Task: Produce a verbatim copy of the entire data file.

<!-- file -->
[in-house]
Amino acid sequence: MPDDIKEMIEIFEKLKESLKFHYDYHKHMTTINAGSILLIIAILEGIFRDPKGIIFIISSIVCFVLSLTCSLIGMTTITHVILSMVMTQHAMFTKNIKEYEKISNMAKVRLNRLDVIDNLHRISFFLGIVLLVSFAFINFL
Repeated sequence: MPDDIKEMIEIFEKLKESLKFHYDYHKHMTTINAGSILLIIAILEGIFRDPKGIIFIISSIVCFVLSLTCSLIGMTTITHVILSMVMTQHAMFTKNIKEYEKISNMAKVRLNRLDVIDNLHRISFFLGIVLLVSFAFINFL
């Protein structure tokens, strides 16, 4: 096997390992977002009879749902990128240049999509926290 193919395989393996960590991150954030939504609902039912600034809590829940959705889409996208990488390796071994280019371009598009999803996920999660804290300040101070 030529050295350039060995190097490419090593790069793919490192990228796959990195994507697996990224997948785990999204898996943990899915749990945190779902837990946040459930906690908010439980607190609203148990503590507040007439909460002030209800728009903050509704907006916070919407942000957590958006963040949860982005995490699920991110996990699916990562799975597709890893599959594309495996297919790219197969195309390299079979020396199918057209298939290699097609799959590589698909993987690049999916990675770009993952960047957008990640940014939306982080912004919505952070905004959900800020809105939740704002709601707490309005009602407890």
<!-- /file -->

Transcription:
[in-house]
Amino acid sequence: MPDDIKEMIEIFEKLKESLKFHYDYHKHMTTINAGSILLIIAILEGIFRDPKGIIFIISSIVCFVLSLTCSLIGMTTITHVILSMVMTQHAMFTKNIKEYEKISNMAKVRLNRLDVIDNLHRISFFLGIVLLVSFAFINFL
Repeated sequence: MPDDIKEMIEIFEKLKESLKFHYDYHKHMTTINAGSILLIIAILEGIFRDPKGIIFIISSIVCFVLSLTCSLIGMTTITHVILSMVMTQHAMFTKNIKEYEKISNMAKVRLNRLDVIDNLHRISFFLGIVLLVSFAFINFL
């Protein structure tokens, strides 16, 4: 096997390992977002009879749902990128240049999509926290 193919395989393996960590991150954030939504609902039912600034809590829940959705889409996208990488390796071994280019371009598009999803996920999660804290300040101070 030529050295350039060995190097490419090593790069793919490192990228796959990195994507697996990224997948785990999204898996943990899915749990945190779902837990946040459930906690908010439980607190609203148990503590507040007439909460002030209800728009903050509704907006916070919407942000957590958006963040949860982005995490699920991110996990699916990562799975597709890893599959594309495996297919790219197969195309390299079979020396199918057209298939290699097609799959590589698909993987690049999916990675770009993952960047957008990640940014939306982080912004919505952070905004959900800020809105939740704002709601707490309005009602407890």